Fashion Editors and Their Style Secrets

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The Spring/Summer 2014 international collections start this week in New York, and buyers, editors, writers, photographers and bloggers will begin the trek that will also take them to London, Milan and Paris to see what designers are proposing for next year.

All eyes will duly be on the runways for this circus that is Fashion Week, but lots of attention will also be given to off-the-runway looks. What guests wear to attend the shows are now breathlessly covered on street-style blogs.

But standing out from the pack of preening posers gather outside the show venues, are a few of the most influential women in fashion – the editors.

You would think, working in an industry that is fuelled by constant change, these women would be tempted to frequently change or experiment with their looks or adopt the latest trends. But surprisingly, these fashion power-brokers – whether it has to do with their seasoned age or experience – have found what works best for them and have carved out signatures they can call their own.

We take a look at some of these Zoomer-aged fashion pros and dissect their style secrets.

ANNA WINTOUR, 63, editor-in-chief of American Vogue

Her most recognizable feature is her sharp blond bob. While it is always sleek like a helmet, it also signifies no-nonsense and cool professionalism. While decades ago, it was a dark brown bob, as she ages, it has gotten lighter and blonder.

With a clothing expense account reportedly provided by her employers, Wintour can buy just about anything her heart desires each season. But the famously icy cool editor, surprisingly, almost never wears black – a favourite of most fashion folk. She sticks to simple lady-like dresses infused with print and colour.  And shoe styles can come and go, but she sticks to sling-back Manolo Blaniks.

CARINE ROITFELD, 58, creative director, stylist and editor-in-chief of CR Fashion Book

Recently a grandmother, this French style maven refuses to take a matronly approach to style. Effortlessly sexy seems to be her calling card with sleek pencil skirts, breezy blouses and sharp jackets. Her raven hair is always tousled like a rock star, and her face appears bare of makeup except for smudged black eyeliner.

GRACE CODDINGTON, 72, creative director, American Vogue

She keeps her hair a fiery orange, made even more luminous set against her dark wardrobe, which rarely diverges from a colour palette of black and midnight blue. While the epic photo shoots she may style at Vogue are fraught with romance and compelling narratives, her own look is simply cool and whisper quiet. She also takes a practical approach, almost always wearing comfortable-looking flats.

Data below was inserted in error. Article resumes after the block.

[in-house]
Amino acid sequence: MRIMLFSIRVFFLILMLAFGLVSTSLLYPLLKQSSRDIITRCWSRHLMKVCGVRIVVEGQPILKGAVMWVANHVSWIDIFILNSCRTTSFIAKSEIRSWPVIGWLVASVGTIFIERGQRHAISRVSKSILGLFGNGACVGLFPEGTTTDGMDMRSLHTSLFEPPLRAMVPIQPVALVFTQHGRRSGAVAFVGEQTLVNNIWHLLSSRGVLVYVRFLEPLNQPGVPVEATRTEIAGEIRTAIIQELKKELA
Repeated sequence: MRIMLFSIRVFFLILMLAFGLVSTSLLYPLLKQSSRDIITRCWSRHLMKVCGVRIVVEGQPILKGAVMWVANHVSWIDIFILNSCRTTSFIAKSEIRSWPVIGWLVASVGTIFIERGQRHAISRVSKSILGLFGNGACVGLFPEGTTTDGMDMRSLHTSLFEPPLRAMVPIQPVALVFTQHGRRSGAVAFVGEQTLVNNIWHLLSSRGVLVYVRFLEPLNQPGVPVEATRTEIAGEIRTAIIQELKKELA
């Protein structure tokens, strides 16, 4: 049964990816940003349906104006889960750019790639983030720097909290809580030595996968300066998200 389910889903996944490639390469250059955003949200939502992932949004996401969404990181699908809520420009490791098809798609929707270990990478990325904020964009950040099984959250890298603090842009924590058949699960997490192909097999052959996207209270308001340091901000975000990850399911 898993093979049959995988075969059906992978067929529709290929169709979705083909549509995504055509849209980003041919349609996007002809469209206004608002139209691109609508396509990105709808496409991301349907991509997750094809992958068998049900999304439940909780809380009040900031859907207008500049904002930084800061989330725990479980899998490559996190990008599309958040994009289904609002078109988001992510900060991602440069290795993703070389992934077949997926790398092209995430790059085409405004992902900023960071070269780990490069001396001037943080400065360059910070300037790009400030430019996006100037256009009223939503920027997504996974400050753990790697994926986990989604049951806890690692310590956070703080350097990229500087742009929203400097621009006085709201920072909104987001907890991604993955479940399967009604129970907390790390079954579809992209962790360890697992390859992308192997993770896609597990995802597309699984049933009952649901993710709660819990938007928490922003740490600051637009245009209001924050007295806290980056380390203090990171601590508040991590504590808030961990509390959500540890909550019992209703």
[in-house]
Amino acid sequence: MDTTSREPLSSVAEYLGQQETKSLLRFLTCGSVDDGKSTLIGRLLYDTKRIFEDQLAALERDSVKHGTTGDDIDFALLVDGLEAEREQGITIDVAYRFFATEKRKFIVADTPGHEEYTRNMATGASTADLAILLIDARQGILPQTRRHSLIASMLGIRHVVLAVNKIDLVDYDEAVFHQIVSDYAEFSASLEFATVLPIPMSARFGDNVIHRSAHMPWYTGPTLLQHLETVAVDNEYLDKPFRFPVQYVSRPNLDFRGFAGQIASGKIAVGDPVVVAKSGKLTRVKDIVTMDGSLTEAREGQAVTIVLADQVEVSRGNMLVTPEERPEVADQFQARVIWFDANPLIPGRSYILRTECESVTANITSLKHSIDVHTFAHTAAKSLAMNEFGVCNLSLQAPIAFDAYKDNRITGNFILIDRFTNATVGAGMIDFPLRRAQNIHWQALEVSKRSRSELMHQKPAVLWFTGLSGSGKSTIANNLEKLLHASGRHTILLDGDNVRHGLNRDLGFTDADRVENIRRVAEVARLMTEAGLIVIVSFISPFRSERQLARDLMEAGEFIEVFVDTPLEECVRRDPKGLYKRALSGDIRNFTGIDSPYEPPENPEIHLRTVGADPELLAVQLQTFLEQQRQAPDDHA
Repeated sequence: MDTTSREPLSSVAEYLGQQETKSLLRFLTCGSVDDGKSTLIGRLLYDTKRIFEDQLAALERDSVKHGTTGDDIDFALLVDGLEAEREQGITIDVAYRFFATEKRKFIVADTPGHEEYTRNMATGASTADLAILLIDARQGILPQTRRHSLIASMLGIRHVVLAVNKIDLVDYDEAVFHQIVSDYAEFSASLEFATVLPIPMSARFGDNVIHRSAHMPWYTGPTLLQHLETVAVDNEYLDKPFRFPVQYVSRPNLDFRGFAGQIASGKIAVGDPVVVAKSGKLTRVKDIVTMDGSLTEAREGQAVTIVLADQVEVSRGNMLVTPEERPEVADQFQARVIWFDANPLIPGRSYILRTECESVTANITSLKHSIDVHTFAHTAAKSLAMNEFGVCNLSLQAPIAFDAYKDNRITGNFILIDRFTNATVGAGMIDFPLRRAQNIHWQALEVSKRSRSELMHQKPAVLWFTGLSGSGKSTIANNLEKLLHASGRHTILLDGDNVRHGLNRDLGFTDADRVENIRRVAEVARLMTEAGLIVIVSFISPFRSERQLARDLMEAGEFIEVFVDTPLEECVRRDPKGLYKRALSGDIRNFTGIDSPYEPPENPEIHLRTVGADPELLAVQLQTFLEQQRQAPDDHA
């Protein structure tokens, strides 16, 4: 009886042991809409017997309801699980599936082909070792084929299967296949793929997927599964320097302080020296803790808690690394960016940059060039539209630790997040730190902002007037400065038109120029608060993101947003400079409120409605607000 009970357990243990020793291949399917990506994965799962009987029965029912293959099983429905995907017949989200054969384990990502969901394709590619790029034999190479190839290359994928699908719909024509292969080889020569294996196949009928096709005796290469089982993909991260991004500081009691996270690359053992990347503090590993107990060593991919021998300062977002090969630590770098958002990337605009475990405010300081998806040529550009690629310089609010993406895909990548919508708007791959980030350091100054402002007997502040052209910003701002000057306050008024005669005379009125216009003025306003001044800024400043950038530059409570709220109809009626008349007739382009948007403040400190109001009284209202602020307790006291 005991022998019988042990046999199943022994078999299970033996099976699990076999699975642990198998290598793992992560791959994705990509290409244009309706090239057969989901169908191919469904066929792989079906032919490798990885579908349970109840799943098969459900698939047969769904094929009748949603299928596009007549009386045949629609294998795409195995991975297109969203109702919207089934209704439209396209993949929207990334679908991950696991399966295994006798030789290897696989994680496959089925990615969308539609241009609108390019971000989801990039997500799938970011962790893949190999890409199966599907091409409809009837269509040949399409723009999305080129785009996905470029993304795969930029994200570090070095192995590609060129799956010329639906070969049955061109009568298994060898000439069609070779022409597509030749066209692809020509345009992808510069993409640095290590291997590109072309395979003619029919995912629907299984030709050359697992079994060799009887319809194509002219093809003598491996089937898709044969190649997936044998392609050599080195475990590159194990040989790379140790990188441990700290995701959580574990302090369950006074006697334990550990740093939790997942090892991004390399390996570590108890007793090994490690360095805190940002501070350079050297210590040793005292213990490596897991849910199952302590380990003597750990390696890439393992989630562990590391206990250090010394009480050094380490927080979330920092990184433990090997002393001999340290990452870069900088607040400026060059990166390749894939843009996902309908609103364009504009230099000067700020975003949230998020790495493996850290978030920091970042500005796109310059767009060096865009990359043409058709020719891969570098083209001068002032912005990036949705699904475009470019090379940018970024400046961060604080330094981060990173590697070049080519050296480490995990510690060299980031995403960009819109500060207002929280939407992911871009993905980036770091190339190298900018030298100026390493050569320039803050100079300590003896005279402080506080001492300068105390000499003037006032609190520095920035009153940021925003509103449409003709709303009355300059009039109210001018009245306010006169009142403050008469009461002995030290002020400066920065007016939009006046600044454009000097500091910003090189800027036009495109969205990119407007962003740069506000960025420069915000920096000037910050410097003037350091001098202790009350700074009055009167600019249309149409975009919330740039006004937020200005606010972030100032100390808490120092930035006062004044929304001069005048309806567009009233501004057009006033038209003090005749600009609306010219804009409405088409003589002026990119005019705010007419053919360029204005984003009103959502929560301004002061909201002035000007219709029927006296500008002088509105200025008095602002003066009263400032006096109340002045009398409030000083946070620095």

EMMANUELLE ALT, 46, editor-in-chief of French Vogue

She is the epitome of the rock-star style that French Vogue extols – hip, sexy and effortlessly casual. Her uniform at the shows would be skinny jeans, a well-tailored jacket and pointed toe pumps. And unlike most of the fashion pack during the shows, she is not afraid of wearing the same outfit again the next day.

ANNA DELLO RUSSO, 51, editor-at-large, Vogue Japan

If her colleagues adopt a minimalist, less-is-more-mantra, Dello Russo is an unapologetic full-throttle fashion maximalist. But while Dello Russo might wear a designer’s runway vision out on the street in its original form, beneath the layers of finery, she too has identifiable signatures. Her hair is probably her simplest feature – bone straight or wavy. Her figure is taunt and lean from yoga, her skin is tanned and her long legs are always on display. Her mantra seems to be evening wear for daytime. It’s not unusual to see her at a 10 a.m. show in a seductive cocktail dress, wrapped in feathers or topped off in a statement hat, and while the get-ups are extreme glitz and flash, there is no denying that she is celebrating the one thing her peers often forget during fashion week – fashion should be fun.

FRANCA SOZZANI, 63, editor-in-chief, Italian Vogue

With her long wavy centre-parted blond hair cascading past her shoulders, Sozzani looks like a painting. Her approach to style is also one that seems romantic – demure full-skirted dresses, soft cardigans, kittenish heels and simple jewelry. You’ll never find her in a power suit, and her clothes look timeless, devoid of seasonal trends and is often difficult to pinpoint which designer’s collection it came from.